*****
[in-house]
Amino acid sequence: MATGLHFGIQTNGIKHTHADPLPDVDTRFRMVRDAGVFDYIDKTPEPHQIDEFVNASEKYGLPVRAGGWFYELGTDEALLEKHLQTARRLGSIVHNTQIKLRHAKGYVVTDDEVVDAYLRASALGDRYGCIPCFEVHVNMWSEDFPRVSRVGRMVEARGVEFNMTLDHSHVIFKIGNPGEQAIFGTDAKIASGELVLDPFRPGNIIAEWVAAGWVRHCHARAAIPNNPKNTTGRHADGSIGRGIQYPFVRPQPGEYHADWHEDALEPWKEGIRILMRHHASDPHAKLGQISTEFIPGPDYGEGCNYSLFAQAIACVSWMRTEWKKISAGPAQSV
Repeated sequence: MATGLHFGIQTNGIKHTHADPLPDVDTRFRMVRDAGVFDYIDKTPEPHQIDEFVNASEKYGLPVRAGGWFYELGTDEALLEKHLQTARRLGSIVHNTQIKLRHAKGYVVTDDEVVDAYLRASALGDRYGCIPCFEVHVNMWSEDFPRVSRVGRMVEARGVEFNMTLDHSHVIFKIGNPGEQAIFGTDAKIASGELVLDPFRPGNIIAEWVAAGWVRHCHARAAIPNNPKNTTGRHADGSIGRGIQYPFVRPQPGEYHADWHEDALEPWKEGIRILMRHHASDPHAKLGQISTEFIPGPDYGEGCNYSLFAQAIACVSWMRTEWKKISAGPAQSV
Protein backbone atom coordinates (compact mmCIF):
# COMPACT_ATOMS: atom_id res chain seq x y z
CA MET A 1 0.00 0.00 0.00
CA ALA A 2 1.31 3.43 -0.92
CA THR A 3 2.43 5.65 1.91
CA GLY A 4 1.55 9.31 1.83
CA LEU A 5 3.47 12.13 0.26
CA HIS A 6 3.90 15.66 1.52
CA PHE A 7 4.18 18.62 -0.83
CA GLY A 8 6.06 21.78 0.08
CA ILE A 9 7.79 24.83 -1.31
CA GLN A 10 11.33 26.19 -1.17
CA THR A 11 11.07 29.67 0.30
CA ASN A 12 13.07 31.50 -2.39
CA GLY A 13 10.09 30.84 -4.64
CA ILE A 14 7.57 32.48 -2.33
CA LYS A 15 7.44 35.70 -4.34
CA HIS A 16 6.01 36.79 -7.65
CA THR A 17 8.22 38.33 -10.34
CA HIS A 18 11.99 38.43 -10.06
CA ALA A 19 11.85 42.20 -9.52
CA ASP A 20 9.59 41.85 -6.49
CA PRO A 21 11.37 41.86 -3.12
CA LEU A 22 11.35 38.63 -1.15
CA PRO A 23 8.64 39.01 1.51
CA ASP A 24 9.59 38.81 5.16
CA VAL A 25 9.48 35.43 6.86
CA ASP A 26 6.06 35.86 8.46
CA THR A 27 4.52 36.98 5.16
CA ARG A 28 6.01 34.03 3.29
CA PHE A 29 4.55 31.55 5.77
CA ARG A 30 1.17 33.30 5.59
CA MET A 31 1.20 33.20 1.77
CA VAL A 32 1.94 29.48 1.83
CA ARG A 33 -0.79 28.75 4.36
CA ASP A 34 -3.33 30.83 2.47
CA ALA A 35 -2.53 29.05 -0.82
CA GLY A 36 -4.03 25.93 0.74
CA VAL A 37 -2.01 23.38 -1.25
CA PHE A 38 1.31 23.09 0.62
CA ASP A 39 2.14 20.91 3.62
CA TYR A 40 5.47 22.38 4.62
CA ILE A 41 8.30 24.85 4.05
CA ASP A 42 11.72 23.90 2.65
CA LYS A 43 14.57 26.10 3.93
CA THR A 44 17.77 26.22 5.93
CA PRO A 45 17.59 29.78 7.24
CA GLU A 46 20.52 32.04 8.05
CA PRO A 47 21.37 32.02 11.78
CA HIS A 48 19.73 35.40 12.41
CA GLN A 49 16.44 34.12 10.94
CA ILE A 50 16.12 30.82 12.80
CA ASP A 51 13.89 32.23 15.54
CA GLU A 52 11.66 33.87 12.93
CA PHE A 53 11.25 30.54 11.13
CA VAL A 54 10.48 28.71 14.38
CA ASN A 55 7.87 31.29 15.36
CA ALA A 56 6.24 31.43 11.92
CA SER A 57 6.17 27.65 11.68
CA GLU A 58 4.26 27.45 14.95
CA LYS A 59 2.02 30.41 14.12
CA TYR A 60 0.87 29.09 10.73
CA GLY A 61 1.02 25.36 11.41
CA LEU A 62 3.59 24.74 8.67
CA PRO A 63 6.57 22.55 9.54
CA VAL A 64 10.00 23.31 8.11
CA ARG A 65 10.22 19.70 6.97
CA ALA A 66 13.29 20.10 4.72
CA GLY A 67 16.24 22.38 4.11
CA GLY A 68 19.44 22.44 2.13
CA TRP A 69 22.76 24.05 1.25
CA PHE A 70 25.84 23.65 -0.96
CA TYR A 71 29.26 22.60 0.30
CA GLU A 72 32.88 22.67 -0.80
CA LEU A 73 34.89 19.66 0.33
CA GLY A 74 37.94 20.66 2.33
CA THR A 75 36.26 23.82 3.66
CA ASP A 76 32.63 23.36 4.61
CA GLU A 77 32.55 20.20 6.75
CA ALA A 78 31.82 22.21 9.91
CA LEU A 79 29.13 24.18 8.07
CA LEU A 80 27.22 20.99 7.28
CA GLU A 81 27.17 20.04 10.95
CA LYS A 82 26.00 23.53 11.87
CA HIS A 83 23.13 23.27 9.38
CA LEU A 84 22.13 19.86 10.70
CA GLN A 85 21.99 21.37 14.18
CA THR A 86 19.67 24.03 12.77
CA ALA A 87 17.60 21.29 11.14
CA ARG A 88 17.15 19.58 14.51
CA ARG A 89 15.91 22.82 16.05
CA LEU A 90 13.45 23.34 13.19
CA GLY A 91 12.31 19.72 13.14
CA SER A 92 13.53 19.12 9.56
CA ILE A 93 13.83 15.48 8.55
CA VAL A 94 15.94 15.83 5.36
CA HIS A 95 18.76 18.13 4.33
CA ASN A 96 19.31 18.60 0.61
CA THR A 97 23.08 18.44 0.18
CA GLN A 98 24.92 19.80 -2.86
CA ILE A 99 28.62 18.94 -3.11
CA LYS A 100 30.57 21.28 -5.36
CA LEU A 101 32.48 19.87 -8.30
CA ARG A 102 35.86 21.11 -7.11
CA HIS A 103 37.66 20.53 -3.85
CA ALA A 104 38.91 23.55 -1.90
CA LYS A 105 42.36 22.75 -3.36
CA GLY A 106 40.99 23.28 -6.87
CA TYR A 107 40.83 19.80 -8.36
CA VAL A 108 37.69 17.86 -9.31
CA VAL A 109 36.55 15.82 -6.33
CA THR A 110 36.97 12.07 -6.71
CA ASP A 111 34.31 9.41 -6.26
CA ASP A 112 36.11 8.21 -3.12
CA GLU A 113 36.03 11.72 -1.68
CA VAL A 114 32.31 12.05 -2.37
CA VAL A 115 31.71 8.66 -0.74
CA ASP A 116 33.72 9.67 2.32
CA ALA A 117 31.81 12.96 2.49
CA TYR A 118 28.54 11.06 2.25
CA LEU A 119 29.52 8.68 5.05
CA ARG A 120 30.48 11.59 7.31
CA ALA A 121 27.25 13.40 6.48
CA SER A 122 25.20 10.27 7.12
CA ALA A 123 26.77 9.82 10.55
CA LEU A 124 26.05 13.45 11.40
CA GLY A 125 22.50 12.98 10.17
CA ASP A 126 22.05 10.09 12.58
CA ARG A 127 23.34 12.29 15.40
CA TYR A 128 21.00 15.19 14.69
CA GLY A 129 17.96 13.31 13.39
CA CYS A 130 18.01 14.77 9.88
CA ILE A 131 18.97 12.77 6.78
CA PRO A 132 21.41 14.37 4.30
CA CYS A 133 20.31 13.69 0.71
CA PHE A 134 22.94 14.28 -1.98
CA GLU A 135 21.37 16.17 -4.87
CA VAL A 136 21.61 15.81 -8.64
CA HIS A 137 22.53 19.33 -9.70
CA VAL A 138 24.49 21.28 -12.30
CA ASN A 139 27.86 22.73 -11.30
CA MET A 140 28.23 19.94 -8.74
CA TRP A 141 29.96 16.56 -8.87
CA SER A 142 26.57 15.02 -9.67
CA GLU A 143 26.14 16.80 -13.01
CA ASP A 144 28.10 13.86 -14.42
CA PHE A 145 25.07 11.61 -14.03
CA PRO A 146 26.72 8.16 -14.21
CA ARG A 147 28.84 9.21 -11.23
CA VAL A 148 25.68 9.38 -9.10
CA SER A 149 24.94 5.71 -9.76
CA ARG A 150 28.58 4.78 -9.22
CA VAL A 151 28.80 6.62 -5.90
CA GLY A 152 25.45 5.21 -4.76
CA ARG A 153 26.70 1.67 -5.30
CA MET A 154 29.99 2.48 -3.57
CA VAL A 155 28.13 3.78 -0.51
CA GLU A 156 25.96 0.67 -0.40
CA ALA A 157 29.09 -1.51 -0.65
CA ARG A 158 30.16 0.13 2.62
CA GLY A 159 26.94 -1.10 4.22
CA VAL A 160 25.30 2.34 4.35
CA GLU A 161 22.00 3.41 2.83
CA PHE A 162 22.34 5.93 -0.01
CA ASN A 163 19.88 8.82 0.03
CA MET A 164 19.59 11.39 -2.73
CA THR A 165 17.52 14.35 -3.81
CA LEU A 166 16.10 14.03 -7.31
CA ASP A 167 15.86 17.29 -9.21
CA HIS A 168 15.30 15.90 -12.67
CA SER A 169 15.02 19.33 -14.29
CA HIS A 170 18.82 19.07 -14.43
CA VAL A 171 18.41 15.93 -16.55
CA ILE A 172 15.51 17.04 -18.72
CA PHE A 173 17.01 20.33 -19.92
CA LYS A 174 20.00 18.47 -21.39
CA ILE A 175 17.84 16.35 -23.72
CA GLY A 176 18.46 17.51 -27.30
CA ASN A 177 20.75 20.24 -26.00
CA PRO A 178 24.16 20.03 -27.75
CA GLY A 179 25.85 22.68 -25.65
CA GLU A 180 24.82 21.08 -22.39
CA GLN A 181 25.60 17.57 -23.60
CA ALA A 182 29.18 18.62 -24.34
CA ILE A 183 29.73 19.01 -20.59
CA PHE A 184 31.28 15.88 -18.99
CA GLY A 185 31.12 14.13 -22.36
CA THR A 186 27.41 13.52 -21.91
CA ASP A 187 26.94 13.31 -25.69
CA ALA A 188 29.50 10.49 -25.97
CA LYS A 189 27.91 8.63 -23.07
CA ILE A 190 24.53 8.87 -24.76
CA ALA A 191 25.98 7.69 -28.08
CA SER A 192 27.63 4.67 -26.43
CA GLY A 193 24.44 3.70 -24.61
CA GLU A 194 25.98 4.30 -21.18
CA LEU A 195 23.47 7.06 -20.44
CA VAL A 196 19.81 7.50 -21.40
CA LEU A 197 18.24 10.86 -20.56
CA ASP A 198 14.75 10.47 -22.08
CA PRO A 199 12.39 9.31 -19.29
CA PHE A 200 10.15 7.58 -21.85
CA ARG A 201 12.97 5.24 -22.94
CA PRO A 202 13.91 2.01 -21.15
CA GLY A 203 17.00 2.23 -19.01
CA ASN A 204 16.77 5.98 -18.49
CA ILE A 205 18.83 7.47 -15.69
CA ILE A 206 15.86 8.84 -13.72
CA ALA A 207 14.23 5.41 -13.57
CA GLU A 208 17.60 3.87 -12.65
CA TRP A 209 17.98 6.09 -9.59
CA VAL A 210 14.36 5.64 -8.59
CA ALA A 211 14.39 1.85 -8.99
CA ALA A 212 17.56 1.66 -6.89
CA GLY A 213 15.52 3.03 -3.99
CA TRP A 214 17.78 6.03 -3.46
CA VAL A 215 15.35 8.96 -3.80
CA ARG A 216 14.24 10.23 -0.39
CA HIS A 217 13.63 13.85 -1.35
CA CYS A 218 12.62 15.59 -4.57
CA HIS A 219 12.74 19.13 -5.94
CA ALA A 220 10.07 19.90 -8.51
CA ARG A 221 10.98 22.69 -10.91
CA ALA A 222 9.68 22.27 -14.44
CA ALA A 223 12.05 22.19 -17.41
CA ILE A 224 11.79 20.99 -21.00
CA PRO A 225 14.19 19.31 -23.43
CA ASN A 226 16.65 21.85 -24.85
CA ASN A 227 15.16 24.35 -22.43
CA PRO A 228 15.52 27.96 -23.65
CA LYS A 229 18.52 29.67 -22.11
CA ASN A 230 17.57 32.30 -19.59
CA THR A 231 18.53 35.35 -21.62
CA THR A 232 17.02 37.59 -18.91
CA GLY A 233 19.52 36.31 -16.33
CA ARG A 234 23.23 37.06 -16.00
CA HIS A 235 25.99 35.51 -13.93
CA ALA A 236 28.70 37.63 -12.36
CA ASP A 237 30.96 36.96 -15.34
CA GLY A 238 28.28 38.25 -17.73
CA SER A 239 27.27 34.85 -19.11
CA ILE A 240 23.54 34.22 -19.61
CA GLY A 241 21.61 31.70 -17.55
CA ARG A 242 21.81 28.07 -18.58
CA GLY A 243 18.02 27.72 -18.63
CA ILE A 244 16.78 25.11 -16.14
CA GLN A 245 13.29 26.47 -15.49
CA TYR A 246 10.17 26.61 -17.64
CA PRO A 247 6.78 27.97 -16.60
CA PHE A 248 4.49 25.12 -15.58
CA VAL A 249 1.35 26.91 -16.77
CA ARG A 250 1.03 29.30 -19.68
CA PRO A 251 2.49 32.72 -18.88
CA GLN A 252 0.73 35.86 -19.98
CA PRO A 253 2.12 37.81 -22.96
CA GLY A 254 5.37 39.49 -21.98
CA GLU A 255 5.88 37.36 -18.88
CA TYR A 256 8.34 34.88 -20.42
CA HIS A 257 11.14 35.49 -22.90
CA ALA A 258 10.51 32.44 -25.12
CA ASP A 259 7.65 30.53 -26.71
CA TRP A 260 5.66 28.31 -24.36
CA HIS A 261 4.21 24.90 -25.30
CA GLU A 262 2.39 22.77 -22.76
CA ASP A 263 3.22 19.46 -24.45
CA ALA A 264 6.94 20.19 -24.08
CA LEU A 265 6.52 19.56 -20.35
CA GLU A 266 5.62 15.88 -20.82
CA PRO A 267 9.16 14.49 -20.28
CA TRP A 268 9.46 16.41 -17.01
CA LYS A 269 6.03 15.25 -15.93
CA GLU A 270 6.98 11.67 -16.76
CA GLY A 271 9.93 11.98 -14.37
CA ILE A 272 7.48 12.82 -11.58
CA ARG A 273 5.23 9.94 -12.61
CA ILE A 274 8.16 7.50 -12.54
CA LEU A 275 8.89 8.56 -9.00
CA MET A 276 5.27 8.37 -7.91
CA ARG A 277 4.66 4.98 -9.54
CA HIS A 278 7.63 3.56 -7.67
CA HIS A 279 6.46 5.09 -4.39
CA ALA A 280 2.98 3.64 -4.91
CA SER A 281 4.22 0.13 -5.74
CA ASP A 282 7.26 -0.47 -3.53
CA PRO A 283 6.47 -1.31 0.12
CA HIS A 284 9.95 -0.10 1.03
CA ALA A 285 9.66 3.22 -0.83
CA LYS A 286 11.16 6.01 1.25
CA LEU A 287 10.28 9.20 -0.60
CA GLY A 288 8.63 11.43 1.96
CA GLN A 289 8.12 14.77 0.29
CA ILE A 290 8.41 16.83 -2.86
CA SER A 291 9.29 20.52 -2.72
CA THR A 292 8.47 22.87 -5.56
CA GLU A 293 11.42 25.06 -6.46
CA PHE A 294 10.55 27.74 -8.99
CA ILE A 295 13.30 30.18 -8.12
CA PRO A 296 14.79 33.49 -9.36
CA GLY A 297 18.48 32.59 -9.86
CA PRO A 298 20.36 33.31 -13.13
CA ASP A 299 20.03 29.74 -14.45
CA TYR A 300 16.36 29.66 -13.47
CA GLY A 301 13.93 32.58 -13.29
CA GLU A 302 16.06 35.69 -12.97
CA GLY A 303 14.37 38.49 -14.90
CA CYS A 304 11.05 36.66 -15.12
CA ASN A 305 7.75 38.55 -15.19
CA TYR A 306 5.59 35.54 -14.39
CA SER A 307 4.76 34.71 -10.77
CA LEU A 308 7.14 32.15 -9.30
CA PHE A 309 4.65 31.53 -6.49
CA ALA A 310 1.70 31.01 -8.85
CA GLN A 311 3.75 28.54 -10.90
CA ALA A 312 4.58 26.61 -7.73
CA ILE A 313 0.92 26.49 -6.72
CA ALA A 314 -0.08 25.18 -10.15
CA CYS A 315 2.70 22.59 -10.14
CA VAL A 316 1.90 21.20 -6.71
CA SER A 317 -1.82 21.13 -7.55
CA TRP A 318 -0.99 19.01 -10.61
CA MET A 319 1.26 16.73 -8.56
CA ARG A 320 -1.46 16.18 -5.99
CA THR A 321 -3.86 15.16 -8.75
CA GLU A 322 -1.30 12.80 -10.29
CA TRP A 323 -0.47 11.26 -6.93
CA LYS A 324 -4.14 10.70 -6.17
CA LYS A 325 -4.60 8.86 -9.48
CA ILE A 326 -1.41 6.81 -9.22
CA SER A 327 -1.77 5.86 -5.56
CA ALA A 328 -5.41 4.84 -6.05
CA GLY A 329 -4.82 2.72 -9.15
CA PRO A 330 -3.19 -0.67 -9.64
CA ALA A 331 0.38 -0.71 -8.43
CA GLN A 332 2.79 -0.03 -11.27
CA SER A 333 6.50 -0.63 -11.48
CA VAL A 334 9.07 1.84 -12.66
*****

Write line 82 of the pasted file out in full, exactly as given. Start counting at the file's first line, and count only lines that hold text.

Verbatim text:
CA GLU A 77 32.55 20.20 6.75